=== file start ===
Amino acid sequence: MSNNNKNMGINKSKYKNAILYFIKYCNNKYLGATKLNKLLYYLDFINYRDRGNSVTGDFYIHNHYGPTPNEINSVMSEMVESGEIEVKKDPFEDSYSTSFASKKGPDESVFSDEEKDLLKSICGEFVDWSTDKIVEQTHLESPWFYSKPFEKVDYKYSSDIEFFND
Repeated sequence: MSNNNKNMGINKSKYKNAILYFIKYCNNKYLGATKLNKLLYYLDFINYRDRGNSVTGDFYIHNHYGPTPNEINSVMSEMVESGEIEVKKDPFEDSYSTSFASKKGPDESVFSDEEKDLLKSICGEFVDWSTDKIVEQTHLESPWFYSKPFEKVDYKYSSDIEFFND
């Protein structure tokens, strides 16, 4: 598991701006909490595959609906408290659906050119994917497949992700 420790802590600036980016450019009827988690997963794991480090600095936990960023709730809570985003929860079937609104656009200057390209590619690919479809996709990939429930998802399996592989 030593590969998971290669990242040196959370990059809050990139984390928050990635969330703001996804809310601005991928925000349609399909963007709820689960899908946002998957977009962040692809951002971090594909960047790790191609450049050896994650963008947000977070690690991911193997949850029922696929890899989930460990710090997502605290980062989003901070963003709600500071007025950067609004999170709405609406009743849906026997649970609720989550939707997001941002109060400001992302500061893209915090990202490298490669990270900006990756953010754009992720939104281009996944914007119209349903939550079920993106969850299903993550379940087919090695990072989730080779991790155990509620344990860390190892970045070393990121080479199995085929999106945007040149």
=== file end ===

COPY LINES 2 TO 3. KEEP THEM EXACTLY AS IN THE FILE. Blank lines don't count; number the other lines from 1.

Repeated sequence: MSNNNKNMGINKSKYKNAILYFIKYCNNKYLGATKLNKLLYYLDFINYRDRGNSVTGDFYIHNHYGPTPNEINSVMSEMVESGEIEVKKDPFEDSYSTSFASKKGPDESVFSDEEKDLLKSICGEFVDWSTDKIVEQTHLESPWFYSKPFEKVDYKYSSDIEFFND
């Protein structure tokens, strides 16, 4: 598991701006909490595959609906408290659906050119994917497949992700 420790802590600036980016450019009827988690997963794991480090600095936990960023709730809570985003929860079937609104656009200057390209590619690919479809996709990939429930998802399996592989 030593590969998971290669990242040196959370990059809050990139984390928050990635969330703001996804809310601005991928925000349609399909963007709820689960899908946002998957977009962040692809951002971090594909960047790790191609450049050896994650963008947000977070690690991911193997949850029922696929890899989930460990710090997502605290980062989003901070963003709600500071007025950067609004999170709405609406009743849906026997649970609720989550939707997001941002109060400001992302500061893209915090990202490298490669990270900006990756953010754009992720939104281009996944914007119209349903939550079920993106969850299903993550379940087919090695990072989730080779991790155990509620344990860390190892970045070393990121080479199995085929999106945007040149």